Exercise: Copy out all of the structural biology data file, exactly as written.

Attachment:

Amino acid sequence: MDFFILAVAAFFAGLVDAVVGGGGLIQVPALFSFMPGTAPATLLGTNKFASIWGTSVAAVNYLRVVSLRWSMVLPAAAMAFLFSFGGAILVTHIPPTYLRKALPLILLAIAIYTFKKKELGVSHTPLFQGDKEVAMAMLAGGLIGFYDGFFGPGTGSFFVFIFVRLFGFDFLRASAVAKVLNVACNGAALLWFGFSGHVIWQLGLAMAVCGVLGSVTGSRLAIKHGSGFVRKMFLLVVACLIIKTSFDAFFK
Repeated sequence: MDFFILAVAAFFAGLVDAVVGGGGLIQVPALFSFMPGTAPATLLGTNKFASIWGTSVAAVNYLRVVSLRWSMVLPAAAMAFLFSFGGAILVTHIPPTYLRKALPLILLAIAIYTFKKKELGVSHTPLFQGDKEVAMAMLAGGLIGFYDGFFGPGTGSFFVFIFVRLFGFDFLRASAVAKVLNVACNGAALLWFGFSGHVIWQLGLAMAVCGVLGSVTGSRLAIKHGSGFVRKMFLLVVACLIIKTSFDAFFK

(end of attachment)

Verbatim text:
Amino acid sequence: MDFFILAVAAFFAGLVDAVVGGGGLIQVPALFSFMPGTAPATLLGTNKFASIWGTSVAAVNYLRVVSLRWSMVLPAAAMAFLFSFGGAILVTHIPPTYLRKALPLILLAIAIYTFKKKELGVSHTPLFQGDKEVAMAMLAGGLIGFYDGFFGPGTGSFFVFIFVRLFGFDFLRASAVAKVLNVACNGAALLWFGFSGHVIWQLGLAMAVCGVLGSVTGSRLAIKHGSGFVRKMFLLVVACLIIKTSFDAFFK
Repeated sequence: MDFFILAVAAFFAGLVDAVVGGGGLIQVPALFSFMPGTAPATLLGTNKFASIWGTSVAAVNYLRVVSLRWSMVLPAAAMAFLFSFGGAILVTHIPPTYLRKALPLILLAIAIYTFKKKELGVSHTPLFQGDKEVAMAMLAGGLIGFYDGFFGPGTGSFFVFIFVRLFGFDFLRASAVAKVLNVACNGAALLWFGFSGHVIWQLGLAMAVCGVLGSVTGSRLAIKHGSGFVRKMFLLVVACLIIKTSFDAFFK